China Feb Flash PMI
An employee carries a tire at a tire factory in Jiaxing, Zhejiang province, Jan. 27, 2014. Reuters/William Hong

Factory activity in China decreased again in February as employment slid at the quickest rate in five years, a preliminary private survey noted on Thursday.

The flash Markit/HSBC Purchasing Managers' Index (PMI) retreated to a seven-month low of 48.3 in February from January's final reading of 49.5. A reading under 50 shows a contraction while one above reveals expansion.

The final Markit/HSBC manufacturing PMI for February is due on March 3 and the official manufacturing PMI will be released on March 1.

The preliminary index for February got smaller in all categories save for delivery times of suppliers. The data indicates that the marginal easing that started in late 2013 hasn't let up in the world's No. 2 economy.

This month, the employment sub-index fell for the fourth month in a row, to 46.9, its unhealthiest point since February 2009, amid the worldwide financial crisis.

The frail China preliminary index for last month was considered to be a cause of January's selloff of emerging market assets, Reuters reported.

According to the survey, the new orders sub-index fell below 50 for the first time in seven months, while new export orders climbed higher than it did in January, but stayed less than 50.

"The building-up of disinflationary pressures implies that the underlying momentum for manufacturing growth could be weakening," said Qu Hongbin, chief economist for China at HSBC, in a comment accompanying the PMI data.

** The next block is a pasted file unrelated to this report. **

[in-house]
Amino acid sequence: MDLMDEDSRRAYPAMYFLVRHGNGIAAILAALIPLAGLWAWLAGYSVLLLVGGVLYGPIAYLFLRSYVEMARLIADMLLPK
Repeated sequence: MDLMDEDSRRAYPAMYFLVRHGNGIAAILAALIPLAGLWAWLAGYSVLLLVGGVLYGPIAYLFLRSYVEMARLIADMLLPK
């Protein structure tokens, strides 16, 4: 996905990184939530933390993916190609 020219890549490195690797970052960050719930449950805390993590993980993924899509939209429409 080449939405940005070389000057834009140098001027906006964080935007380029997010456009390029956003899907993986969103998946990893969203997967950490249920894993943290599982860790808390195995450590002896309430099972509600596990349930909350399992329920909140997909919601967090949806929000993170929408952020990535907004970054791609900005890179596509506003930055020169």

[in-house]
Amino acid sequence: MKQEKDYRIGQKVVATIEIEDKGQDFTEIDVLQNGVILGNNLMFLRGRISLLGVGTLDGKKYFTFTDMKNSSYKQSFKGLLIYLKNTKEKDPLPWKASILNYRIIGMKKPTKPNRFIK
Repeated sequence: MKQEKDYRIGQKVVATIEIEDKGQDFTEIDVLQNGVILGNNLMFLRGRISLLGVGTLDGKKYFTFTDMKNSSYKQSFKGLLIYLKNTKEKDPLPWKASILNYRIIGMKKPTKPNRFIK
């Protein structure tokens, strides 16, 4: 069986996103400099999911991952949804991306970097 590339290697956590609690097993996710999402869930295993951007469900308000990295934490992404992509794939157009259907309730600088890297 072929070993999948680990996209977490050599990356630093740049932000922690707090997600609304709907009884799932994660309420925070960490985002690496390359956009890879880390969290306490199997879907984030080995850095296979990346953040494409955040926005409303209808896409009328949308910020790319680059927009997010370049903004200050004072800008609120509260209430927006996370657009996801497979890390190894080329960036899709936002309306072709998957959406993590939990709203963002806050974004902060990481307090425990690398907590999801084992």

"We believe Beijing policymakers should and can fine-tune policy to keep growth at a steady pace in the coming year."

The Markit/HSBC PMI is weighted more toward smaller and private firms than the official index, which contains a greater amount of larger and state-owned companies.

The Lunar New Year festival, which started Jan. 31 and continued into early February, probably had an influence on factory output considering manufacturers closed up business then.

The government's continuing efforts at restructuring the Chinese economy toward domestic consumption and away from exports also had a role in the decrease.

Data pointing to a slowdown in China's Factory activity has emerged in the past few months. PMIs in January showcased expansion in China's manufacturing and services sectors at several-month or several-year lows, according to Reuters.

Still, those readings were countered by healthy growth in exports and bank lending, suggesting that China econony wasn't doing as bad as some had believed.

China's full-year growth for 2013 was 7.7 percent, steady from 2012 and just slightly above market expectations of 7.6 percent, which would have been the slowest since 1999.